A Definitive Guide to Practicing Yoga Outdoors

By: Vincent Stokes + Save to a List

Make a deep connection to your natural surroundings.

Today, most people practice yoga in some manner of indoor gym or studio while completely missing out on one of the beautiful teachings of yoga: connecting with nature. While yoga teachers try their best to create a soothing atmosphere with soft lights, music, and aromas, it doesn’t quite compare to the sensation of warm sun on your back or the caress of a soft breeze. 

This video demonstrates just how creative yoga can be, whether you’re on your own or in a group. It is a great reminder that yoga is something you take with you, no matter where you are, not something that is only found within the walls of your studio. Regardless of your skill level, if you’re looking to improve your routine then here is your guide to practicing yoga outdoors, the way it was intended. You’ll see the liberating feeling it provides, and it will be difficult to make indoor yoga your normal practice.

Important Outdoor Supplies 

Unlike an indoor studio, you can’t control the level of lighting outside, and since you might want to practice under a clear view of the sky, you’ll want to make sure you are protected from the sun. Aside from sunscreen, there are many yoga tops that are made with SPF fibers, or you can wear your best yoga pants to decrease prolonged sun exposure. Just don’t end a nice yoga session with a sunburn, it might dampen your experience of outdoor yoga. 

Staying hydrated is important, especially on particularly dry or warm days so make sure to bring a water bottle. A bug repellent also might come in handy if you live in an area with a lot of mosquitoes or pests. And lastly, carry a towel so that you can use it wipe the mat clean, or you can use it under the map to prevent your mat from becoming damp or dirty. A hand towel for wiping sweat is always a good idea too. 

Get a Durable Mat

Before taking your practice outside, you’ll want to get yourself a thicker mat to provide more cushion and stability over rough and uneven surfaces, such as a lawn or sand. You’ll have a better chance of keeping dirt off your mat too if it’s over 5cm thick. Make sure your mat has good traction by using one with a textured or tacky surface.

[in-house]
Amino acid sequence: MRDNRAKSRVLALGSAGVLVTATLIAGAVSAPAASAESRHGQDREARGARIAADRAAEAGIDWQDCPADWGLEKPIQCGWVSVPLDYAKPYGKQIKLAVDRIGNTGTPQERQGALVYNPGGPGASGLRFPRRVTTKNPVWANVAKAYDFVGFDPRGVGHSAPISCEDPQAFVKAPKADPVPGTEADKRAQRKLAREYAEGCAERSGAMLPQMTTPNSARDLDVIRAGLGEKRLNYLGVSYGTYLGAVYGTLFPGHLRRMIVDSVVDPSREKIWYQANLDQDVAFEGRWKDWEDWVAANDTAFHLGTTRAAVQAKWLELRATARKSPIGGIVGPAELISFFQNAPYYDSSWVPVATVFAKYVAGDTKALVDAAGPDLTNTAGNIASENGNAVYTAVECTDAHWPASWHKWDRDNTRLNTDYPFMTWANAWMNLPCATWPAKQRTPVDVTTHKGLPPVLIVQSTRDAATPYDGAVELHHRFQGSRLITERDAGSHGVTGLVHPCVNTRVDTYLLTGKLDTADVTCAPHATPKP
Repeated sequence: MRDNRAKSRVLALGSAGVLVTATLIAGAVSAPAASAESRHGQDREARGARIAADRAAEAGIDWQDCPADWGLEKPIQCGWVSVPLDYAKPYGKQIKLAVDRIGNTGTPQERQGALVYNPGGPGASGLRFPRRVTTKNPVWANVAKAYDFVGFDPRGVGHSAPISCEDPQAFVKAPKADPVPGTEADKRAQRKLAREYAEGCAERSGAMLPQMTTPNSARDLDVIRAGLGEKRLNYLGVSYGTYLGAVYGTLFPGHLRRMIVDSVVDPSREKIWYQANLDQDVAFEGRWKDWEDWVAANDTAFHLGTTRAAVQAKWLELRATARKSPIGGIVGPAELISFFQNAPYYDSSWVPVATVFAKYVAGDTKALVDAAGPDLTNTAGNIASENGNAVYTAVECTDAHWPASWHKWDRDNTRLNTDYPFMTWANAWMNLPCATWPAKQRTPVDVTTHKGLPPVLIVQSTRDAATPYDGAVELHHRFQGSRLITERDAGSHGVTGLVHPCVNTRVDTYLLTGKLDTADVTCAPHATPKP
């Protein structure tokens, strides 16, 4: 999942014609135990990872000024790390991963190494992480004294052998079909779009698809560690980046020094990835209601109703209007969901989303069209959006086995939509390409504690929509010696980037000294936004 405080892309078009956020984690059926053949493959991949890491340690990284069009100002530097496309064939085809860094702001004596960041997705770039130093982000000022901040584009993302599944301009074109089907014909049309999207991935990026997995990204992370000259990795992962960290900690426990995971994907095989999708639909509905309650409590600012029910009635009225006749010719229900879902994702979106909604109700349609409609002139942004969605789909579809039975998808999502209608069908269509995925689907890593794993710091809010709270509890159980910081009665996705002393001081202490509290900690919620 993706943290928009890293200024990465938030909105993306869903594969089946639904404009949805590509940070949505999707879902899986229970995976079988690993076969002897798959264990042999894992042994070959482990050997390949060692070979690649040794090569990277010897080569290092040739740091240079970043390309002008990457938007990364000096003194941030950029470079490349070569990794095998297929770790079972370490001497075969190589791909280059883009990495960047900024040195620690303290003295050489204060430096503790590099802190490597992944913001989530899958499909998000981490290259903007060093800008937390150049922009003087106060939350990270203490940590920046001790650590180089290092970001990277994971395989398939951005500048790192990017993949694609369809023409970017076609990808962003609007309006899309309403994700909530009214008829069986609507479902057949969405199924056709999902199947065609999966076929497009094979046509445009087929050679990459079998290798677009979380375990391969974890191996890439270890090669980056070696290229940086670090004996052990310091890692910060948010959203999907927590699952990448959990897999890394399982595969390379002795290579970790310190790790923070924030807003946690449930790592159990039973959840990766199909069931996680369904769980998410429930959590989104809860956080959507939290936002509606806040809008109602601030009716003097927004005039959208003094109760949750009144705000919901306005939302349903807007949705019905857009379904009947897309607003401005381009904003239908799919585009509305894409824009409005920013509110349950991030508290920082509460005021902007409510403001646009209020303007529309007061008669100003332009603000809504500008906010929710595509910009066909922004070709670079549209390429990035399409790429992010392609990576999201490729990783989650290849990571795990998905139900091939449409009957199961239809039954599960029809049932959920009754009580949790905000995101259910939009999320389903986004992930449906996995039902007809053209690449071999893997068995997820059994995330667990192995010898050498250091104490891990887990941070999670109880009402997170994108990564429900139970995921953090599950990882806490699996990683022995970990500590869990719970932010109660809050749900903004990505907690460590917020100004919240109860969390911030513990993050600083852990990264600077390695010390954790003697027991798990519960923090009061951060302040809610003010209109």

If you’re more experienced, then you can try your outdoor practice without the use of a mat as long as the ground is soft. An uneven surface can intensify your yoga moves as your body works harder to maintain posture and balance. 

Pick a Suitable Location

The atmosphere of where you choose to practice will affect your mood and ability to relax. Take this into consideration while choosing the perfect spot to do your routine. A nearby busy street, loud music, or other kinds of noise pollution might become aggravating and interfere with your ability to connect with your movements.

Also consider the type of surface, whether it’s rocky, smooth, dry or wet, as well as the scenery around you. Many find being near water is incredibly soothing, as well as being surrounded by greenery, however you might be able to find this same serenity on your deck or in your backyard. Whatever makes you feel comfortable. 

Choose a Good Time of Day 

If your schedule is flexible, try choosing the time of day that feels best for you. For some people that might be early in the morning as the sun is still coming up so that they can avoid the afternoon heat, while others enjoy full sunlight. Around the time the sun is going down is also good, as long as it’s not at the time of day when the sun beams in your eyes. Timing may influence other factors such as foot traffic, so keep that in mind as well. 

Many aspects about yoga are being in the moment, and being one with the universe. Taking your routine outside is a great way of making you feel more connected with your surroundings, and not closed off from the world around you. Embrace the outdoors and use it for inspiration during your next session.

We want to acknowledge and thank the past, present, and future generations of all Native Nations and Indigenous Peoples whose ancestral lands we travel, explore, and play on. Always practice Leave No Trace ethics on your adventures and follow local regulations. Please explore responsibly!

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